• NYS Department of Environmental Conservation (DEC)
adirondack park invasive plant program21
Adirondack Park Invasive Plant Program

Aquatic Invasive Plant Project

  • Started 2001
  • Adopted a "core-community" strategy to facilitate monitoring and information exchange
  • Provides a focus for volunteer recruitment and support
  • Summarizes and disseminates known distributions of aquatic invasive plants in the Adirondack Park

Map from Adirondack Park Invasive Plant Program website:

adirondack park invasive plant program22
Adirondack Park Invasive Plant Program

Aquatic Invasive Plant Project


  • Adirondack Park Agency
  • NYS Dept. of Conservation
  • Adirondack Nature Conservancy
  • Franklin County Network of Shoreline Associations
  • Paul Smith College
the cwma approach clay county mn wma
The CWMA ApproachClay County, MN WMA
  • The Clay County Weed Management Area includes Flowing, Keene, Skree, and Elkton Townships in northwest Minnesota.
clay county mn wma goals
Clay County, MN WMA Goals
  • Development of a baseline inventory/GIS spatial dataset
  • Containment and targeted IPM treatments
  • Aggressive treatment of any emerging priority weed threats throughout the county
  • Public education including prevention, reporting emerging problems, and field tours highlighting successful IPM techniques.

Photo by Angela Anderson, Minnesota DNR.

Downloaded from


clay county mn wma
Clay County, MN WMA


  • U.S. Fish and Wildlife Service
  • University of Minnesota Extension
  • Minnesota Department of Agriculture
  • Minnesota Department of Natural Resources
  • Minnesota Department of Transportation
  • The Nature Conservancy
  • Concordia College
  • DuPont
  • BASF
  • Dow Chemicals
river to river cwma goals
River to River CWMA Goals

Between 1 Jan 2006 and 30 April 2007:

  • Hire a coordinator
  • Formalize the partnership with a fully executed MOU
  • Provide noxious weed workshop(s) for private landowners, garden/nursery owners, city/county/state Dept. Of Transportation employees, etc.
  • Hold a minimum of 3 public meetings to solicit comments and inform private citizens of the CWMA and its activities
  • Develop a strategic plan for the CWMA to determine long term direction.
  • Identify and seek out available grants and other funding
river to river cwma
River to River CWMA


  • Illinois Dept. of Natural Resources
  • Shawnee National Forest
  • Crab Orchard NWR
  • Cypress Creek NWR
  • Illinois Dept. of Transportation
  • Natural Resource Conservation Service
  • The Nature Conservancy
  • Southern Illinois University - Center of Ecology
  • Shawnee Resource Conservation & Development Council
the cwma approach northwoods cwma wi
The CWMA ApproachNorthwoods CWMA (WI)
  • History – Several years as larger Northwoods Weed Initiative, a PTI grant for leafy spurge control helped form the CWMA
  • Region – Ashland, Bayfield, Douglas, and Iron Counties, far northern WI
northwoods cwma wi
Northwoods CWMA (WI)

Primary Objectives:

  • To prevent new invaders from taking hold in the area
  • To control new and invading species
  • To contain and manage existing populations that have already become established
northwoods cwma wi31
Northwoods CWMA (WI)


  • Great Lakes Indian Fish and Wildlife Commission
  • Chequamegon/Nicolet National Forest
  • National Park Service
  • Natural Resource Conservation Service
  • Ashland, Bayfield, Douglas Co. Land Cons. District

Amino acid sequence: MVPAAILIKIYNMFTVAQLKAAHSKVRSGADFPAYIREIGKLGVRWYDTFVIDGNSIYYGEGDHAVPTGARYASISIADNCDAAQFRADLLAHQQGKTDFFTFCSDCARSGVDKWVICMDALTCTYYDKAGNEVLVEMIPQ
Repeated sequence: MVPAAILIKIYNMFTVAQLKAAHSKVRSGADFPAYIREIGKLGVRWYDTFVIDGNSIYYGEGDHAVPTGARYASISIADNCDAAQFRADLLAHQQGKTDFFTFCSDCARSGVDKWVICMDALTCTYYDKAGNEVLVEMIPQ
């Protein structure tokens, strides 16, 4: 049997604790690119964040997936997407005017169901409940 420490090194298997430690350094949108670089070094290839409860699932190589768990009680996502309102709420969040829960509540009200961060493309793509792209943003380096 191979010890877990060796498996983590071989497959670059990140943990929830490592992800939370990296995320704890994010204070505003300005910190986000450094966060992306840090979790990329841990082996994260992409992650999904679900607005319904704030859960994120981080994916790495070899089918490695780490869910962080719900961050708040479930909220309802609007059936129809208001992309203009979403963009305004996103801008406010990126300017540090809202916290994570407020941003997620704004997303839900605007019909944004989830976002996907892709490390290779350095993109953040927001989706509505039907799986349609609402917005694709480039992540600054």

• The Nature Conservancy
  • US Fish and Wildlife Service
  • University of Wisconsin Extension
  • Wisconsin DNR
  • Bad River Chippewa Band
the cwma approach
The CWMA Approach

CWMAs may use different approaches, and have different projects, but they all benefit from the formal partnership provided by a CWMA.

organizing a cwma
Organizing a CWMA
  • Choose an initial leader or champion
  • Find someone who is excited about cooperative weed management to lead the group as it forms
  • Good communicator
  • Ability to motivate others
  • Goals of the CWMA must be their first priority

The CWMA champion should lead only until the CWMA is fully organized and operating. A chairperson and vice-chairperson should then assume leadership responsibilities.

Photo by Ellen Jacquart, The Nature Conservancy

organizing a cwma34
Organizing a CWMA
  • Establish geographic boundaries
  • Political boundaries, e.g. one or several counties
  • Ecological boundaries, e.g. watersheds
  • Consider organizing a large CWMA into smaller administrative subunits such as basins, watersheds, or management zones

The Long Island Invasive Species Management Area is organized according to county boundaries.

Map by Kathy L. Schwager, Invasive Species Specialist

The Nature Conservancy on Long Island

organizing a cwma35
Organizing a CWMA
  • Identify potential partners and begin building support
  • Participation from each major land management entity within the boundaries of the CWMA is critical
  • Involve the following entities if they are available in your CWMA area:
    • County Weed Supervisors
    • Resource Conservation and Development Councils (RC&Ds)
    • Soil & Water Conservation Districts (SWCDs)
  • Convey the importance to potential partners of using cooperative efforts to address shared problems
organizing a cwma36
Organizing a CWMA
  • Determine common goals
  • Different individuals or groups

in your area may have different

reasons for concerns about

invasive plants

  • A CWMA may form around the common desire to control:
    • a specific species such as garlic mustard
    • a group of invaders such as woody invaders of forests
    • a common concern such as early detection of new invaders

Garlic mustard bloom

Photo by Ellen Jacquart, The Nature Conservancy

Find at least one common concern and focus on it to initiate a CWMA.

organizing a cwma37
Organizing a CWMA
  • Choose a CWMA fiscal manager
    • Need to establish fiscal capabilities

to receive grants

    • Need a federal tax ID number
    • Possibly enlist a county or a Resource Conservation and Development Council (RC&D) as the fiscal manager


Photo by Ellen Jacquart, The Nature Conservancy

organizing a cwma38
Organizing a CWMA
  • Hold a public meeting
  • Invite all partners
  • Invite all major landowners and stakeholders within

your established boundaries

  • Increase participation and support for your CWMA